Movement and the African child: A practice going astray

  • Olufunmilola Leah Dominic Faculty of Science and Technology Education, University of Cape Coast
  • Justina Adu Faculty of Educational Studies. University of Education, Winneba.
Keywords: active living, balanced education, the African child, technology and social media, cultural integration

Abstract

Movement is life and the power for growth and development for healthy lifestyle.  Poor motion or inactivity is the basis for poor development in children and morbidity and mortality in adulthood. As children grow, it is expected that certain developmental dimensions such as physical, socio-emotional and cognitive will develop. These dimensions form a very important aspect of the human life and need to be nurtured to develop appropriately. One of the means through which these dimensions could be nurtured is through body movement involving locomotive and non-locomotive motions.  For proper development children need to be taken through conscious steps that will help their all-round development which primarily has been part of African communal settings for cultural integration and development.  Era of technology has brought several challenges facing the active lifestyle of African Children thereby predisposing them to sedentary living and its disease risks. Some of these include mass movement from rural setting to urban settlements, use of technology and also social media, fear of the environment and security issues amongst others. There is the need to appraise the cultural effect of technology on active lifestyle of African children and reactivate a balance between technology and re-integration of cultural mediums of training and development in children’s education. To promote adequate physical movement among children, curriculum should integrate healthy cultural/physical activities in the school, and parent should encourage their children to do domestic activities and reduce the use of electronic gadgets such as electronic games, TV and labour saving devices.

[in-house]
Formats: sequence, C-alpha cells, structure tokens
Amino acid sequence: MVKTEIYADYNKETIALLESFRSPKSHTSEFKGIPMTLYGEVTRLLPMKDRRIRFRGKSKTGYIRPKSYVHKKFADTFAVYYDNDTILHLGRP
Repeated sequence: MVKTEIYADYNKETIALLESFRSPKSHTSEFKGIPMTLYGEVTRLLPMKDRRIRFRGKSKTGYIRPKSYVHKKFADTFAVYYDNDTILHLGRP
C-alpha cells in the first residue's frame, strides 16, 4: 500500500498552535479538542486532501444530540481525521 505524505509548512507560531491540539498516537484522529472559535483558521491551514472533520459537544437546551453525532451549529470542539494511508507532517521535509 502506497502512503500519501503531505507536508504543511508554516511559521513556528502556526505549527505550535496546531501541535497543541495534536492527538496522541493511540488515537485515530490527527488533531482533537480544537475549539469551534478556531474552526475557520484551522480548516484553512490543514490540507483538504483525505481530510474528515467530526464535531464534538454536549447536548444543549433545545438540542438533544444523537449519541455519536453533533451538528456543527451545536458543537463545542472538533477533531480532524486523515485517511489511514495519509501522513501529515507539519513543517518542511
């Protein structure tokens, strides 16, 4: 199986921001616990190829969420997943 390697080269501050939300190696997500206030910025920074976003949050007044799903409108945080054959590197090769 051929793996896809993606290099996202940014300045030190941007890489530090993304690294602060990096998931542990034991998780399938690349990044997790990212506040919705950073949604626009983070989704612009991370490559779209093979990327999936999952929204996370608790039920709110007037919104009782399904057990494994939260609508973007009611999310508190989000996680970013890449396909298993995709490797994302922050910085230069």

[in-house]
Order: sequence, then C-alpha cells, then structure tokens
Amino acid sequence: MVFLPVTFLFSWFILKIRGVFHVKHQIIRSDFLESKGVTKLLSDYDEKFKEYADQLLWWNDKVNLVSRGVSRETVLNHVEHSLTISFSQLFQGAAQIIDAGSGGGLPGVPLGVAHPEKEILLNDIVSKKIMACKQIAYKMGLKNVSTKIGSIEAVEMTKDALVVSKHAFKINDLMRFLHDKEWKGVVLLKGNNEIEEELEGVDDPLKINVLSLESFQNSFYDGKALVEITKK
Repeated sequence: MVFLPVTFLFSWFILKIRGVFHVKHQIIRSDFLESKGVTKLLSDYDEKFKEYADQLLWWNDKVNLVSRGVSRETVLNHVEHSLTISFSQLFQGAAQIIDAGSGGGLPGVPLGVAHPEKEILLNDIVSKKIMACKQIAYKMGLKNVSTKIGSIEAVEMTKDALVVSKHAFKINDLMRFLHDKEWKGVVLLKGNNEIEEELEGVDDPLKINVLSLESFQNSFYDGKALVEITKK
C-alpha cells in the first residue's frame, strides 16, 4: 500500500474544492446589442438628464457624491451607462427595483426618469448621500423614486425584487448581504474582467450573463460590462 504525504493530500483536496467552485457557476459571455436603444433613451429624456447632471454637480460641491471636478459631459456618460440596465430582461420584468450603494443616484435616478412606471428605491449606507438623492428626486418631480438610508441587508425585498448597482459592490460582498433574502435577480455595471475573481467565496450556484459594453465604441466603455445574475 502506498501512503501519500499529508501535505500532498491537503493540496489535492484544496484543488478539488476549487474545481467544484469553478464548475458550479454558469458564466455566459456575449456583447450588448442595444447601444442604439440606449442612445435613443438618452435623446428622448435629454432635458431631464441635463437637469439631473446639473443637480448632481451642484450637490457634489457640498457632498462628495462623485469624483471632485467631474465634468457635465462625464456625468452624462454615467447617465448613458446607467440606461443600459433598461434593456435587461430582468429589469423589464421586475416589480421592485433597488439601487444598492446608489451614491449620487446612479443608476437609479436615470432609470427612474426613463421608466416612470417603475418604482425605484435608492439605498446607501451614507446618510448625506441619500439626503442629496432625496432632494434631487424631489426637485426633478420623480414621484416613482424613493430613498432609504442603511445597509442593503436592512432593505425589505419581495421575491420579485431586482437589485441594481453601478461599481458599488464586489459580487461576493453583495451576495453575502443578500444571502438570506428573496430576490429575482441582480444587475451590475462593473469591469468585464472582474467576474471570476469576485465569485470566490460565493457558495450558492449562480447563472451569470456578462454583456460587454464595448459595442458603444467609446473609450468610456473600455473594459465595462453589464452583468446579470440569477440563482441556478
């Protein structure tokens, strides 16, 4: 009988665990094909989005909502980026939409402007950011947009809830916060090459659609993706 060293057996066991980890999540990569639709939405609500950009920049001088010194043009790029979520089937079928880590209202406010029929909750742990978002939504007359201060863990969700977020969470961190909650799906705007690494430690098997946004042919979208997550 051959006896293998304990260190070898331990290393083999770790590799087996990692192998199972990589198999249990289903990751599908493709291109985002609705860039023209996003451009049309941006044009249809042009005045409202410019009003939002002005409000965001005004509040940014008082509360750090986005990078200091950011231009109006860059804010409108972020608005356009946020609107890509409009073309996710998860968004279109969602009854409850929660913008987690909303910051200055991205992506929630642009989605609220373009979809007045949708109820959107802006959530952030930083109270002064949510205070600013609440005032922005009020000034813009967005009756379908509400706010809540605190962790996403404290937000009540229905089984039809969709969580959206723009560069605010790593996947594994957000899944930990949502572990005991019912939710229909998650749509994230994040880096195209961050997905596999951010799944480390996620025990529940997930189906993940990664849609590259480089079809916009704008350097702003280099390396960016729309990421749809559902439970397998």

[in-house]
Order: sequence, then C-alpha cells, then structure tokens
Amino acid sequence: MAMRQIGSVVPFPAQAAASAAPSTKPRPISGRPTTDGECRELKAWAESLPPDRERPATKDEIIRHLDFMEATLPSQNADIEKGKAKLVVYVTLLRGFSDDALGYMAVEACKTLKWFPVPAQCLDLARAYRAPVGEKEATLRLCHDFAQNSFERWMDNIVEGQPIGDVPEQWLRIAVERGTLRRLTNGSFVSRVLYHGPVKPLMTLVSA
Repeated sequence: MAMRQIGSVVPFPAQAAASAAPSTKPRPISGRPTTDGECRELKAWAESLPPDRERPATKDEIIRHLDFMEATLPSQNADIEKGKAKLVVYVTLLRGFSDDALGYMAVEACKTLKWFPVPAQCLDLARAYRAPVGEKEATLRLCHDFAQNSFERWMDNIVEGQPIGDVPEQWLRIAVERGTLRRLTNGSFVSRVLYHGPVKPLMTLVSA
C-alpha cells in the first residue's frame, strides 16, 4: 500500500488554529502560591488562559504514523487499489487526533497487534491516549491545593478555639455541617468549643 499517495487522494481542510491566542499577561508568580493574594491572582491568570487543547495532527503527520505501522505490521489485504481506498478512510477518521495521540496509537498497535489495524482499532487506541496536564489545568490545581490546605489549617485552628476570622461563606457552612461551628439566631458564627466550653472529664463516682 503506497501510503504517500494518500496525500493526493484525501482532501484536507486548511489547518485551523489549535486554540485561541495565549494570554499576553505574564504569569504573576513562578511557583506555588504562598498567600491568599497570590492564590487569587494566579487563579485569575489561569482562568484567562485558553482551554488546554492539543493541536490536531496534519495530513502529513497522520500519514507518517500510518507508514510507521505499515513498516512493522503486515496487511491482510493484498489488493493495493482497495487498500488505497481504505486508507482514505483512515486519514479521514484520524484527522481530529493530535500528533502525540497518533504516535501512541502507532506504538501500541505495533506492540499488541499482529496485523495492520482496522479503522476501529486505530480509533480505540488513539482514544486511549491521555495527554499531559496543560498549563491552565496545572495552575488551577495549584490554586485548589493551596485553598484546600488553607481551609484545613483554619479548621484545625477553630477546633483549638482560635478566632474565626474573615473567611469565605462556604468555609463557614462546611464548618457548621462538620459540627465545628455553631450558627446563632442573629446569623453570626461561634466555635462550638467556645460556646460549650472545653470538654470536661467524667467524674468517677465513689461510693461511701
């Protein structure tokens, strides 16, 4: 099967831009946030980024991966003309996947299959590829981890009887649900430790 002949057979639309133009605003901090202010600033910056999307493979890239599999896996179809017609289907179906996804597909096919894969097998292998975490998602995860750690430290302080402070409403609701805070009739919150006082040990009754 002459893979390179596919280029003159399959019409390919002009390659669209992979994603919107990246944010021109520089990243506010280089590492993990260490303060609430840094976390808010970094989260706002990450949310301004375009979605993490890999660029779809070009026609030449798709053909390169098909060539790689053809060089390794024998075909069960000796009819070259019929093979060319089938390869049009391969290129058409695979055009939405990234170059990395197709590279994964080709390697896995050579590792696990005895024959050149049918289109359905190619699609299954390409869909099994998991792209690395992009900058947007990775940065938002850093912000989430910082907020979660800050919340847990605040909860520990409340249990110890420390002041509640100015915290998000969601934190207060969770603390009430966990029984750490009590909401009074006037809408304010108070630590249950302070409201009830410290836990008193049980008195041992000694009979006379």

Author Biographies

Olufunmilola Leah Dominic, Faculty of Science and Technology Education, University of Cape Coast
Department of Health Physical Education and Recreation,
Justina Adu, Faculty of Educational Studies. University of Education, Winneba.
Department of Early Childhood Education
Published
2018-06-19
Section
Articles

Journal Identifiers


eISSN:
print ISSN: 2508-1128